Yet the authors note that this apparently simple story that I had casually absorbed over the years and never questioned, actually hides numerous strange anomalies, mysteries that have always been known in scientific circles but that were never brought before the public. There was no explanation of why polio outbreaks first began in the late 19th century, why they were entirely confined to industrialized countries, and why they were far more severe in summer and early fall. Polio spread and intensified exactly when most other infectious diseases were sharply declining, most victims had no identified contact with other infected individuals, and there was no explanation as to why the virus would only so very rarely attack the nervous system. It proved impossible to infect laboratory animals orally, as humans themselves supposedly became infected.

And oddly enough, although the disease itself has supposedly been vanquished and almost eradicated by medical science, all these mysteries still remain unanswered today despite over a century of research, and some of them have become even more puzzling.

As the authors emphasize “Polio is one of a handful of diseases that have become a major threat to public health during modern times” and the well-documented record of its appearance followed a very strange pattern. The early outbreaks in Europe and North America were sufficiently conspicuous that they clearly represented a new phenomenon, yet there is no explanation for why they suddenly began.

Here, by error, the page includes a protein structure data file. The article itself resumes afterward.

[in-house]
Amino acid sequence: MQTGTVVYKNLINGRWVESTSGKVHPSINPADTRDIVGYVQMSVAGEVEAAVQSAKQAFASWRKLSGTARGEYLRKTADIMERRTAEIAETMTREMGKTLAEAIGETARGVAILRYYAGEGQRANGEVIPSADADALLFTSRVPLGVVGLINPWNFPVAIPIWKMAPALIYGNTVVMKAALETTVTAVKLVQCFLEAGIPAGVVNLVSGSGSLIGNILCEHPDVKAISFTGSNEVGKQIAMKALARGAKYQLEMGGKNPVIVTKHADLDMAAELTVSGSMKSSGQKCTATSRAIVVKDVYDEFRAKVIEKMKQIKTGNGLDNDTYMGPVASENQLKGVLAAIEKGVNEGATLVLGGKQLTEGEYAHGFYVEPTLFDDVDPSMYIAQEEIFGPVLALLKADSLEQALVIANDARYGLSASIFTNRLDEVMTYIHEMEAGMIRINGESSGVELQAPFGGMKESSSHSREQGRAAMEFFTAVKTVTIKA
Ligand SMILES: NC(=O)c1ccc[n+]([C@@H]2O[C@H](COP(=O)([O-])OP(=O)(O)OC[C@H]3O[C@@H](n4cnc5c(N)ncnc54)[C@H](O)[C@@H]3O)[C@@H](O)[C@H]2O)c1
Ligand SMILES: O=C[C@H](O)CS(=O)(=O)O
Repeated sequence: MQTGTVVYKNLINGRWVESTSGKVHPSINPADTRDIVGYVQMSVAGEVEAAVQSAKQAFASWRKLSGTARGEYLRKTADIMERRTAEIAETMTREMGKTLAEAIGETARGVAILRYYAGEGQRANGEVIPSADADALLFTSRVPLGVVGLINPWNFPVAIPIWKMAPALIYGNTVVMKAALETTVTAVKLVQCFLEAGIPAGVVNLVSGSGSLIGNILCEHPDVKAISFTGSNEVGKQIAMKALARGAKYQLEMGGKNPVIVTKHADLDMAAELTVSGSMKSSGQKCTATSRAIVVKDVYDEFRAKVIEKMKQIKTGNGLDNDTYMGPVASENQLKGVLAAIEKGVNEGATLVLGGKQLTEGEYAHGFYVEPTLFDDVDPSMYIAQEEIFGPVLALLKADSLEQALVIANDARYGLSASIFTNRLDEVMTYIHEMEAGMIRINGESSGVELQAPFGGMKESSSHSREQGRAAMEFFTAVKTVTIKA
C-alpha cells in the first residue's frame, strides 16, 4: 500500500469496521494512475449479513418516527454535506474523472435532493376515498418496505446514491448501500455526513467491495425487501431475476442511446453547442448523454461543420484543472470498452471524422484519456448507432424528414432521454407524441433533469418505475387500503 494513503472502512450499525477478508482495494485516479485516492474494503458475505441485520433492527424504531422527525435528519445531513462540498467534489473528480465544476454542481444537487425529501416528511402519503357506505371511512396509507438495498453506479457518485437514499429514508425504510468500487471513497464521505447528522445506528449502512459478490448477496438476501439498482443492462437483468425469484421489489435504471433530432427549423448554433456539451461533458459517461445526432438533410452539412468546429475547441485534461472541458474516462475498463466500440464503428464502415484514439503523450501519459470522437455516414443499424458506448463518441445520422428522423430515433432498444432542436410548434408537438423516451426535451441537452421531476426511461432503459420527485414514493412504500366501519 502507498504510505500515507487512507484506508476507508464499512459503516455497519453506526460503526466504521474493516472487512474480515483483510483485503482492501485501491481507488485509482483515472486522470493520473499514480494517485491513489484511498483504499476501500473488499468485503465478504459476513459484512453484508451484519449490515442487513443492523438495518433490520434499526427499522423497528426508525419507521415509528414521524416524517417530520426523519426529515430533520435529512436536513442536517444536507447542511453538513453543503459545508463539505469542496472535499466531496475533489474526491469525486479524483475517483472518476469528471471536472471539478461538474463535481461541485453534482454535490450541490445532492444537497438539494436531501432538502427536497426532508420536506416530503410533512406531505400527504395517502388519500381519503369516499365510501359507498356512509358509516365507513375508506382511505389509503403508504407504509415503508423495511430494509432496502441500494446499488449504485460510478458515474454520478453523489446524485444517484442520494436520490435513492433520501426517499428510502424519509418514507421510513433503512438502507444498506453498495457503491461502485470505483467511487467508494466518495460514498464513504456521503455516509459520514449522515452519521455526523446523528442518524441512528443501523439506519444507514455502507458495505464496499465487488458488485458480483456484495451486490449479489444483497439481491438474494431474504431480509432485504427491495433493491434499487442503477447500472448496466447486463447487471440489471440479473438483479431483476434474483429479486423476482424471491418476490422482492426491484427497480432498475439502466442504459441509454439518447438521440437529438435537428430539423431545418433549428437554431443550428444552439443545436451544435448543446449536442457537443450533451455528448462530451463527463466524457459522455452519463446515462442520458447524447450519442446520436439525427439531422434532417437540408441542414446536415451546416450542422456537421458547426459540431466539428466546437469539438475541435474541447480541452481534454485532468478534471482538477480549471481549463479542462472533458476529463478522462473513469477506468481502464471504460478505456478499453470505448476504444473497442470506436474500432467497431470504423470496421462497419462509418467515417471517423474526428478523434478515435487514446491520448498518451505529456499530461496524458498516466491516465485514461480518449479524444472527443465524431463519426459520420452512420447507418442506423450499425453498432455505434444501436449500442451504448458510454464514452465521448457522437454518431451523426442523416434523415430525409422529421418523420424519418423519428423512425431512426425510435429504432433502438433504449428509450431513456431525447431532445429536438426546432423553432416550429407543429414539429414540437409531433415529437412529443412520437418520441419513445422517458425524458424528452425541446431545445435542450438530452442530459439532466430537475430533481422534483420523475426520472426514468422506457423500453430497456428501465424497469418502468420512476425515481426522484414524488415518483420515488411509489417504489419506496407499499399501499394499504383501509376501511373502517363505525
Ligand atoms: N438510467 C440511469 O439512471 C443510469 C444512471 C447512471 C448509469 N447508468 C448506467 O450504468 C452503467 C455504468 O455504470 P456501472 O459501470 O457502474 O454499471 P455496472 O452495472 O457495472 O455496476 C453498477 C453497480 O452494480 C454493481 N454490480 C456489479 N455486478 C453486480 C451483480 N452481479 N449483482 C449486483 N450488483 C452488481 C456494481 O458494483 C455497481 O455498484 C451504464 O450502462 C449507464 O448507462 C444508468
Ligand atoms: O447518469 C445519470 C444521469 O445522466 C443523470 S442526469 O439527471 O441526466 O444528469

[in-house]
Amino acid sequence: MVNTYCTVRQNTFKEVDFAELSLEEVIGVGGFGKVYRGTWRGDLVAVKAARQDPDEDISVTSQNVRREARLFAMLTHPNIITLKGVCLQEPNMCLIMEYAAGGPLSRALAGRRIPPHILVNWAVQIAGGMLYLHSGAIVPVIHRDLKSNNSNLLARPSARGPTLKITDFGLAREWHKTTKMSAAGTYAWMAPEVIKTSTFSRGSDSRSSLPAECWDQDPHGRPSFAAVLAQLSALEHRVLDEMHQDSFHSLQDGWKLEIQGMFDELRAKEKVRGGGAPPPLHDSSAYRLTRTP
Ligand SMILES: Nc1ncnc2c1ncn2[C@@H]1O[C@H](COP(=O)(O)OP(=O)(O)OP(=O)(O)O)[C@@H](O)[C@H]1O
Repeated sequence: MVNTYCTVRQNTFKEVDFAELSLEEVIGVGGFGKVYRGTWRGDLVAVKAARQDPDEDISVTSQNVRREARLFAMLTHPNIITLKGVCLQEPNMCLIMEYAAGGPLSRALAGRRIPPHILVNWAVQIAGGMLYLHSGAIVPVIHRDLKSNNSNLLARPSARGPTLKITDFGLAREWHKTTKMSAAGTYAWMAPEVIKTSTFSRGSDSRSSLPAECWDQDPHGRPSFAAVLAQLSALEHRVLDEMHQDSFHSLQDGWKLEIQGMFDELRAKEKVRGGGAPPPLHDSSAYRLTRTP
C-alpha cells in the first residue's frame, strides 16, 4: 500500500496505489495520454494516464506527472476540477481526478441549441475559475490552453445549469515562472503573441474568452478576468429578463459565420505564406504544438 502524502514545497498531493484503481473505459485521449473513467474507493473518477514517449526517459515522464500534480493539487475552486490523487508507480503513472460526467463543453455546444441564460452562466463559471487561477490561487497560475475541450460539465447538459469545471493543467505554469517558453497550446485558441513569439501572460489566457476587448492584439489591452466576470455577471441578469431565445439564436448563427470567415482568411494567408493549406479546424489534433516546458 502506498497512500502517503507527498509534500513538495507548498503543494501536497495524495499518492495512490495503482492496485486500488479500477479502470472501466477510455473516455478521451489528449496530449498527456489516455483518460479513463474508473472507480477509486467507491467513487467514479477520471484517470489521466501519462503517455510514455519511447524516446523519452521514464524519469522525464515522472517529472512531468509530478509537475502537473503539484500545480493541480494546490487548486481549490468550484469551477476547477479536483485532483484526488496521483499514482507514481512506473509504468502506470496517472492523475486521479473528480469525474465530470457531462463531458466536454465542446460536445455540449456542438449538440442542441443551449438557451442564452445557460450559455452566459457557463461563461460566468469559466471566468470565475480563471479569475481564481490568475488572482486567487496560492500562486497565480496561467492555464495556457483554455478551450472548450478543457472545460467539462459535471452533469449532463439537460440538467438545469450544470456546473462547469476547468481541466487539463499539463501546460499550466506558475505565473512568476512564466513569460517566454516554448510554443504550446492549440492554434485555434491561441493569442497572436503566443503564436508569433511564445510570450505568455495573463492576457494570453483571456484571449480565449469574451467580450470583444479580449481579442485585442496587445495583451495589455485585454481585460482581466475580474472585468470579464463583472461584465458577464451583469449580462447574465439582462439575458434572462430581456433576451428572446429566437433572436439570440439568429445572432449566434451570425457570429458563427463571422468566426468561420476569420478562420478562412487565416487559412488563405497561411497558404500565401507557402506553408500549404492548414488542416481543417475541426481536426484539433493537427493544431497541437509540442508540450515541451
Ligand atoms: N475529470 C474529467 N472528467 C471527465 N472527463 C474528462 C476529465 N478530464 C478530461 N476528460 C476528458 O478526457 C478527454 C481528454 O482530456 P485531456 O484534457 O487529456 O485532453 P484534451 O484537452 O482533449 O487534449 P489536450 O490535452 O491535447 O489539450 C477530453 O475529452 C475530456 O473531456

These outbreaks were almost entirely confined to industrialized countries, and in those rare cases in which they spread to other parts of the world, the disease was almost always restricted to Westerners and only rarely affected local residents. American soldiers based in the Philippines contracted polio, but local Filipinos did not, and the same was true for such troops located in China and Japan. American soldiers stationed in the Middle East contracted polio at a rate ten times higher than their counterparts who remained in the U.S., but local residents seemed almost immune. During the early 1940s, polio cases were five times higher among British officers stationed in India than among British enlisted men and 120 times higher than for local Indian troops. Similarly, British officers based in North Africa and Italy were nearly an order-of-magnitude more likely to contract polio than the soldiers serving under their command. Numerous similar instances were recorded of this strange pattern of infection, disproportionately striking those of higher social status.